Sometimes when I like a cd I want to play it in front of someone else.
Sometimes when that person doesn't like the music, though, I find my taste for the music waning.
I think I am very strongly inclined to simulate the thoughts of people around me.
Simulation theory of mind has helped me get a grip on this in a lot of ways.
But I would say it is an interesting case when I am playing someone music I like, but then I see that they don't like it (facial expressions, words, etc.) and my mind imagine a mind that dislikes it and then I don't like it quite as much.
In Goldman's Simulating Minds he quotes Hume, I think, when he said that when the novelty of a story of poem has worn on us, we can show it to a friend. By having our friend experience the novelty of it for the first time we too can enter his mind and reexperience the piece as fresh, as original. We see the novelty of the work from our friends eyes, and get closer to the novelty we felt.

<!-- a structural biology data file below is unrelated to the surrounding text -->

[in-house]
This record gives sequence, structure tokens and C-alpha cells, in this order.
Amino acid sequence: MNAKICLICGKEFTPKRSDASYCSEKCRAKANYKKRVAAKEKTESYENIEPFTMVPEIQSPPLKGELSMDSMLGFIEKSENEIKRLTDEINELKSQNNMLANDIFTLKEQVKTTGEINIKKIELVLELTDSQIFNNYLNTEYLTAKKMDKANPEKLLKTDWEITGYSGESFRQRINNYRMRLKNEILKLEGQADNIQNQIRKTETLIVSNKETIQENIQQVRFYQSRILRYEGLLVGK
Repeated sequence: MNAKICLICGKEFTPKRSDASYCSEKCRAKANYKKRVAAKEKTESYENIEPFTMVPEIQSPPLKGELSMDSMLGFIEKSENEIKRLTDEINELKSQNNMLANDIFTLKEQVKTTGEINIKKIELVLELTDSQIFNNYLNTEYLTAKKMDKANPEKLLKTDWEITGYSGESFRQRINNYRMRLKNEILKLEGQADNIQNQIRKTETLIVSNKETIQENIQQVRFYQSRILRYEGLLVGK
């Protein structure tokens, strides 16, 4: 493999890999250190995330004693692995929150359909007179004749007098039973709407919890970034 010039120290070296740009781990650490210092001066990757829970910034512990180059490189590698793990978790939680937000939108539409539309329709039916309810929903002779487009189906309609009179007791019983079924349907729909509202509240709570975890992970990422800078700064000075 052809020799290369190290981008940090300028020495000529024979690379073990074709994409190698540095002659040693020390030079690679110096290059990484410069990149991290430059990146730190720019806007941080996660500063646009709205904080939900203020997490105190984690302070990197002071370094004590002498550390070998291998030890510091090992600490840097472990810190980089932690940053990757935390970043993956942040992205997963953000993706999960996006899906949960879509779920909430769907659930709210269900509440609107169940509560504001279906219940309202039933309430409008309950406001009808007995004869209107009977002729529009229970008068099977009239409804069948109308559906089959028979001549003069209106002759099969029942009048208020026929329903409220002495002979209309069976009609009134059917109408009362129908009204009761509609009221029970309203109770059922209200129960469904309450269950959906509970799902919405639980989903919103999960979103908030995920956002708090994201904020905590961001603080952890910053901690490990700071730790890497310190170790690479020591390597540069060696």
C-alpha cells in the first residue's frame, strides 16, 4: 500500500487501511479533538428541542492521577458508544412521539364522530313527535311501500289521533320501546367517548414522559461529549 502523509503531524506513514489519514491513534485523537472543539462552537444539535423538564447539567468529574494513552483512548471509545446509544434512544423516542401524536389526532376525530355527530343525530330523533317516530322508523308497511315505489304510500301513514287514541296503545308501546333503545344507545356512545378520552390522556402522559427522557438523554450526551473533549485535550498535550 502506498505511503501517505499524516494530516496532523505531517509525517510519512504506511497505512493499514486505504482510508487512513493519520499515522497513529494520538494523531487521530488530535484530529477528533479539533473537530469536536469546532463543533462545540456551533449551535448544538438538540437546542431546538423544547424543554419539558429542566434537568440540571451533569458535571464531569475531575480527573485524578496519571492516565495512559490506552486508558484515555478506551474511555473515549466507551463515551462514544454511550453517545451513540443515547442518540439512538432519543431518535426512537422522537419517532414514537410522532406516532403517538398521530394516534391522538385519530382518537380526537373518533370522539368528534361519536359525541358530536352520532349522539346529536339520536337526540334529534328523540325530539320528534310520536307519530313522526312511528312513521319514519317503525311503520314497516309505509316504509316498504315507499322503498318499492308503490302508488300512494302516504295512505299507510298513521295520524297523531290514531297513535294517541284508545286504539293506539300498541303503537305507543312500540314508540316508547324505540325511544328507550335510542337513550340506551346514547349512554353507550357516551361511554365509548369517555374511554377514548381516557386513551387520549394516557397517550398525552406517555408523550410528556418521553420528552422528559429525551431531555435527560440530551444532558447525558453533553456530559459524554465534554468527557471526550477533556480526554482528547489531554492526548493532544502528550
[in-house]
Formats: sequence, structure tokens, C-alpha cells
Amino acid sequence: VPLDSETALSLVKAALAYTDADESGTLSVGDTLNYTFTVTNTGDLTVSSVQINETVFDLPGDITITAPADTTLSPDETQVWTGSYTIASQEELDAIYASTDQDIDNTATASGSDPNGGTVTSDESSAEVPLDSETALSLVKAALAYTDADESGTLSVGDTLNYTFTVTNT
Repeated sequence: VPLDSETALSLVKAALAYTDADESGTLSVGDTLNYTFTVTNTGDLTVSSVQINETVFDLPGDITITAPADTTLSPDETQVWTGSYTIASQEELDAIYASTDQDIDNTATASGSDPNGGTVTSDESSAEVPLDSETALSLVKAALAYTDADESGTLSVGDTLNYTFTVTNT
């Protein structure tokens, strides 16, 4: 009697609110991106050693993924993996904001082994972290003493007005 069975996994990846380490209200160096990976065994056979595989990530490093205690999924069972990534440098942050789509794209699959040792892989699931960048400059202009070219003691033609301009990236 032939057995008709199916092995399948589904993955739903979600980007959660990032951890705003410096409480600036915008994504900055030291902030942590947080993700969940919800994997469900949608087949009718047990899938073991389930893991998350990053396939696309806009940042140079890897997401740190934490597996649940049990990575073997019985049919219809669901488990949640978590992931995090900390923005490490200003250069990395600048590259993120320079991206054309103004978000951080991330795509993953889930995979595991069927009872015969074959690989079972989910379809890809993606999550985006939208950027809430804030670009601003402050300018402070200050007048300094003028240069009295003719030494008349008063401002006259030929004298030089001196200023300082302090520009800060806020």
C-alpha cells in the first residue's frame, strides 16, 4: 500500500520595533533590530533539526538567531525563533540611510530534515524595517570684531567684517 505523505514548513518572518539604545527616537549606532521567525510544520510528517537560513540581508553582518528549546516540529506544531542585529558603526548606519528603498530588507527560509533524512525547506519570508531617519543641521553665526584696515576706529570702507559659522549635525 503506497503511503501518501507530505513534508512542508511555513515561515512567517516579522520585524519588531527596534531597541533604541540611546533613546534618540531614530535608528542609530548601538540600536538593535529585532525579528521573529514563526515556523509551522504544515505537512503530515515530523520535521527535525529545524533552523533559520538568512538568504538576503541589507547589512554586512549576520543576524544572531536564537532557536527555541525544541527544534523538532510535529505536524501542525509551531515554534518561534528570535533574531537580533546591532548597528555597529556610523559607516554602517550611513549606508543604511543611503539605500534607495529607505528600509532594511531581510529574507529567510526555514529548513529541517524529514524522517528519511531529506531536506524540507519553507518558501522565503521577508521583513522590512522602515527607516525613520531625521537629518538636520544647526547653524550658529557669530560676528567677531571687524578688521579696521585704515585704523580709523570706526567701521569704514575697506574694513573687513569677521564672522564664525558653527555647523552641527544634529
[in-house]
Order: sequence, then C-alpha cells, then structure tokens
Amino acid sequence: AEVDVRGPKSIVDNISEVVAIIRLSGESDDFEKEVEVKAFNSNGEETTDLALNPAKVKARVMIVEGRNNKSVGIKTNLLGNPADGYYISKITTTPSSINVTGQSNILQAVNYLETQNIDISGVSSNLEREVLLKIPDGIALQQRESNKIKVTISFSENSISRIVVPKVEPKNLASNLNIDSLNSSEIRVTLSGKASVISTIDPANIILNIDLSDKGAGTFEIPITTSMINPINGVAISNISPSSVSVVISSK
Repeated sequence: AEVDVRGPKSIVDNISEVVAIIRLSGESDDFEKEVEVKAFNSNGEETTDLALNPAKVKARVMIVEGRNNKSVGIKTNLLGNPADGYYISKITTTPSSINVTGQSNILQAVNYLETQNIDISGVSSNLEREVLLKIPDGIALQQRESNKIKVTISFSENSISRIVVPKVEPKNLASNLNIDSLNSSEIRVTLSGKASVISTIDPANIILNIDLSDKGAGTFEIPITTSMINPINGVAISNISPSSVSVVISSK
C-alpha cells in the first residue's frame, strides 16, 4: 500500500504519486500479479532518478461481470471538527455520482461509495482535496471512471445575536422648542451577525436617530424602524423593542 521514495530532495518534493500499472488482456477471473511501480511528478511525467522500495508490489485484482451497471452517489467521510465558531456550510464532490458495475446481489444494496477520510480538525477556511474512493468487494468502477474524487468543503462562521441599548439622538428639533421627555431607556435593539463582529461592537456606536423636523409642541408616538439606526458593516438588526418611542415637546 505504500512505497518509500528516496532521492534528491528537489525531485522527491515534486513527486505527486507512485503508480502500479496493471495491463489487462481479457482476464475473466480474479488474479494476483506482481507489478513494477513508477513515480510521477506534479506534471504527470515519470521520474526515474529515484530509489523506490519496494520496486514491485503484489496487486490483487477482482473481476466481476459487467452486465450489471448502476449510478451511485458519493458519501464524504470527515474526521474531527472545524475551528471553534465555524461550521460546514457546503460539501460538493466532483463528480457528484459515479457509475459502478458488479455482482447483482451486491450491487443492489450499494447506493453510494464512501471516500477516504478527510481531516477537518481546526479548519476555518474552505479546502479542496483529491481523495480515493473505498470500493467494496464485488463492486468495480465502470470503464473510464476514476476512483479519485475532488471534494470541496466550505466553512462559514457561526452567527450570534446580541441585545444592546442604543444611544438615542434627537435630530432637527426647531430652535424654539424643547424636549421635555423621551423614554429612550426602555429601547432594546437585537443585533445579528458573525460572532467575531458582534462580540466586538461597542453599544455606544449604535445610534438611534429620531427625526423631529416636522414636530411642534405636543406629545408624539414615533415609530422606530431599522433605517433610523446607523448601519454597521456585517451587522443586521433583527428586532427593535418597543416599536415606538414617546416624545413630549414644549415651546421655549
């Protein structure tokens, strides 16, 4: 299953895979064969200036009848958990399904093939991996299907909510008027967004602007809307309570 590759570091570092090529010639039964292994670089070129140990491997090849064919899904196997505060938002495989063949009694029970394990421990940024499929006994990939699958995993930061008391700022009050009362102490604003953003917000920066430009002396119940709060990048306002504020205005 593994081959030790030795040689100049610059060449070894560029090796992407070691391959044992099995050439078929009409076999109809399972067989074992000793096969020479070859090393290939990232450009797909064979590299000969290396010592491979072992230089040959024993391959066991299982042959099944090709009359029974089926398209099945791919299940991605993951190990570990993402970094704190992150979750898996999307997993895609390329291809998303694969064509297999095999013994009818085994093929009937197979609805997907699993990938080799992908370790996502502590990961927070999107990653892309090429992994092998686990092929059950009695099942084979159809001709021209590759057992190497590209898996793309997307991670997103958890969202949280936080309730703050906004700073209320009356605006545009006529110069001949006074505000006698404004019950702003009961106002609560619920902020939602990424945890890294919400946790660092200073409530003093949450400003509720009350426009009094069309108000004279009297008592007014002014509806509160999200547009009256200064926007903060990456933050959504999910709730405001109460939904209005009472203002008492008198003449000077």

This is the other way around I suppose. We like a song, we want to play it for someone to reexperience the novelty of it, but then they don't like it. For me, and again I think I am simulatively/empathetically inclined, and when someone didn't like a song I could feel myself liking it less. Very interesting stuff.
I like using simulation theory of mind to facilitate my reflections on my own memories, or in my daily observations of people. It seems to explain a lot, actually.
I was thinking of how as a a kid I really like the cd by the band Cake, and how I played it for my dad and could see he didn't like it, then I felt myself liking it less. This has happened with my dad a couple times. We have different taste in music, so when I play him something I like that he doesn't, which happens often, then I feel my mind bending to be like his mind. I feel myself drifting towards simulation. I experience what it is like for him not to like the music I like. This happens less these days. But when I was younger I was less comfortable differing in opinions with my dad.
But yeah, simulation theory of mind is fascinating and I think can shed light on a lot of stuff.
My last post, 'Narrative as an Investigatory Tool," is much more interesting than this post. But I had this one in mind about a month ago and wanted to do it quick.